Eric Workman

Roman Days

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I've been listening to The History of Rome podcast by Mike Duncan. In episode 88 - A Day in the Life, he describes the daily life of Roman people starting at dawn and lasting until sunset with 12 hours in between. This sparked my interest, because in Linear Clock, I experimented with a similar concept but without the hours.

The Wikipedia article on Roman timekeeping explained it further with an illustrative image of the sundial at the Temple of Apollo. It also points out that as the duration of daylight changes throughout the year, therefore so does the length of an hour. The article also has a section on the subdivision of the day and the night, with an overlap of a 24-hour modern clock to point out the significant changes and shifts through the equinoxes and solstices.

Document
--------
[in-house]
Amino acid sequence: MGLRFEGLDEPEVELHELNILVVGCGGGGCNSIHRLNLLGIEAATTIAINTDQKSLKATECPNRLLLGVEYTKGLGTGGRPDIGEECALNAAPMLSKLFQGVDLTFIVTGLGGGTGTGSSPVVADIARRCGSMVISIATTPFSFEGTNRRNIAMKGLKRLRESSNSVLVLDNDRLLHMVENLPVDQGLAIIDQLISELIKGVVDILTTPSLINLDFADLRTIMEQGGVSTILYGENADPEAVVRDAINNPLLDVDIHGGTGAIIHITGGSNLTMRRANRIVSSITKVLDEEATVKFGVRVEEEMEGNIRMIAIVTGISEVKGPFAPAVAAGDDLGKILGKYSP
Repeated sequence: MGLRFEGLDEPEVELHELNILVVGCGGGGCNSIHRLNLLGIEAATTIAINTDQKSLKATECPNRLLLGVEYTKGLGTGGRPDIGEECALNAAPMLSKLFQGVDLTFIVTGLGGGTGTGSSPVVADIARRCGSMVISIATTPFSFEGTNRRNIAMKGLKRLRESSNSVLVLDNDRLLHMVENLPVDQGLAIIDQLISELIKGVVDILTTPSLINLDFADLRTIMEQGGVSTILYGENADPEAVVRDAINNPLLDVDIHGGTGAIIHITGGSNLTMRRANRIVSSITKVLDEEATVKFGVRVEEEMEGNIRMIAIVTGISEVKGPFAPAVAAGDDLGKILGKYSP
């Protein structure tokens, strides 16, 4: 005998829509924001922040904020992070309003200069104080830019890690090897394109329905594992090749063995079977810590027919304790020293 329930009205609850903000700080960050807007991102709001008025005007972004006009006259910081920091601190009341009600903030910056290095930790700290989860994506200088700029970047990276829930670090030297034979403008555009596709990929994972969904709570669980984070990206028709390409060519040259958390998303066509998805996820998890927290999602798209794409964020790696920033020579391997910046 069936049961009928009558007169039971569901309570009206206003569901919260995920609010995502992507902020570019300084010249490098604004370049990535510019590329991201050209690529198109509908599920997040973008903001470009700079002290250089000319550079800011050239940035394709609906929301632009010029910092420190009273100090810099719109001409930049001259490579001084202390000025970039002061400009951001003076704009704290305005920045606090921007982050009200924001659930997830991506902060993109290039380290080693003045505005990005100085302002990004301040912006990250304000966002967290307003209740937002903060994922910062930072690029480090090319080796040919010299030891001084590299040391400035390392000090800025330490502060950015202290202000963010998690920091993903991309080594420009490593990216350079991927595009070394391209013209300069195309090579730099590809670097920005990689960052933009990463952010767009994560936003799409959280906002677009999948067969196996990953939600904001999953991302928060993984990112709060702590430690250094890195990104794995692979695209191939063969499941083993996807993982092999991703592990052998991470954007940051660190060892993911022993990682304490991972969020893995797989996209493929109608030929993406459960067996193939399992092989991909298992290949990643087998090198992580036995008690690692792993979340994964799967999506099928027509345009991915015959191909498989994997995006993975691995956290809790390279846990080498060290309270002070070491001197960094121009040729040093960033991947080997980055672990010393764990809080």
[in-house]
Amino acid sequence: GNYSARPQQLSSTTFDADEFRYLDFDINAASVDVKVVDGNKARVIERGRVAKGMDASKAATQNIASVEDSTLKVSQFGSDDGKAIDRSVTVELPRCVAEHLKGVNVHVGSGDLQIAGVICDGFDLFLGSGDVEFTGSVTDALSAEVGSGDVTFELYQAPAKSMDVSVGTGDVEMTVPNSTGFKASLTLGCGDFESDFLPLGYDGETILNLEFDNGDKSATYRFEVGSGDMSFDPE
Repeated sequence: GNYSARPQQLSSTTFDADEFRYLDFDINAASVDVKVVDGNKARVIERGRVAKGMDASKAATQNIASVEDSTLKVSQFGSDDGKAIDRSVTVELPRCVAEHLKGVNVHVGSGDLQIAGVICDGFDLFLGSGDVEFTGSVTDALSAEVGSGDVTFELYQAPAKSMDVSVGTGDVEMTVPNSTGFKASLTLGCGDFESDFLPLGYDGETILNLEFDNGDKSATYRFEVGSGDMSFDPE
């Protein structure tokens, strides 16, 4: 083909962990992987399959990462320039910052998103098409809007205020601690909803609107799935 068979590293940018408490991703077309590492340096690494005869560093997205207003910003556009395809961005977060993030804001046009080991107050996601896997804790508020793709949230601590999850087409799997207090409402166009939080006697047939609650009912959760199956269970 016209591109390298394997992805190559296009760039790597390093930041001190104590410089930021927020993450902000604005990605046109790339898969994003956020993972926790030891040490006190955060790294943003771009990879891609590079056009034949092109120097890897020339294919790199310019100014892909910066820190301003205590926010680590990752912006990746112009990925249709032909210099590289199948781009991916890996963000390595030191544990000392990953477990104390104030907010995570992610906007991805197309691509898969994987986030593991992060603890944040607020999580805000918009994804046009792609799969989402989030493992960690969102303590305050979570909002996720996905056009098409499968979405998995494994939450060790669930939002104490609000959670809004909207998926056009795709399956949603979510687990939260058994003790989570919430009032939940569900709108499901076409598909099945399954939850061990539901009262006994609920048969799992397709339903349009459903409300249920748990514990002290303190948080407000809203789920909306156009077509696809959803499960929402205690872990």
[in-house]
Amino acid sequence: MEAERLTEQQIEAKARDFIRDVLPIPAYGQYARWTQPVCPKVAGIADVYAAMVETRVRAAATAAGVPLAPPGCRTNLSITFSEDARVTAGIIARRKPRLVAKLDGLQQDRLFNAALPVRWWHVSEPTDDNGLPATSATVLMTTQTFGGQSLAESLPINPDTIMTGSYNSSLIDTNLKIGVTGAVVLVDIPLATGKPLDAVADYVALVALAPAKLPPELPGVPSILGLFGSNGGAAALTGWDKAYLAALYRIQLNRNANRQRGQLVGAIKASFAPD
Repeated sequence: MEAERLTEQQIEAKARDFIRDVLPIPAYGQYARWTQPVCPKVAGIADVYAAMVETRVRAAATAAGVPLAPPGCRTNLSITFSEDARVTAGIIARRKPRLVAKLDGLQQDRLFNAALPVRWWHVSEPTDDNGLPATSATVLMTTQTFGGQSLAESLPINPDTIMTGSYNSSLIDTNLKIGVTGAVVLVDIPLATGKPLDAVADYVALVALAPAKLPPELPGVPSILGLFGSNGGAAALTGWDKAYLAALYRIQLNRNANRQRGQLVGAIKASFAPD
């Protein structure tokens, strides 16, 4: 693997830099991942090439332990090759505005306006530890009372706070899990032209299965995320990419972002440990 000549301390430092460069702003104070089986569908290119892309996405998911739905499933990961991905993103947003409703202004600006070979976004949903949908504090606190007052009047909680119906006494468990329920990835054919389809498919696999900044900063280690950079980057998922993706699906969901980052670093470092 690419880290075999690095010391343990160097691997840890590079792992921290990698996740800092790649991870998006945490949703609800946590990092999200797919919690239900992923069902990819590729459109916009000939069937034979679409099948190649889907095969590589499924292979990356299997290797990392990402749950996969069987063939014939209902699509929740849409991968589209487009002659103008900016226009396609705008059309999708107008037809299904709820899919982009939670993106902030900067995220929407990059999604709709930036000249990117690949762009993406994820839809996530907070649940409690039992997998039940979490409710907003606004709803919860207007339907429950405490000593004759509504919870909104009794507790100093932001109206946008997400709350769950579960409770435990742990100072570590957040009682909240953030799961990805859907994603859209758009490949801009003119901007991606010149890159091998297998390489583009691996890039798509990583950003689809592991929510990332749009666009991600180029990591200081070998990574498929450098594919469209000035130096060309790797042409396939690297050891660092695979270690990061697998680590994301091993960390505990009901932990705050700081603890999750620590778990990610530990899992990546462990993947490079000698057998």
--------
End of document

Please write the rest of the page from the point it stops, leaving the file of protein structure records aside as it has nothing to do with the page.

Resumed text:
I wanted to recreate that modern-clock version of the Roman day using geolocation data to find the sunrise, sunset, solar noon, and length of each hour of the day. In this reconstruction, the night is the dark gray section with midnight at the very top. The colorful sections are the 12 equal hours of the day. Sunrise starts the first colorful section going clockwise. Logical noon is at the very bottom. The end of the last colorful section represents sunset. The black and larger marker is the current time, representing the shadow of a sundial. The hot pink and smaller marker is solar noon.

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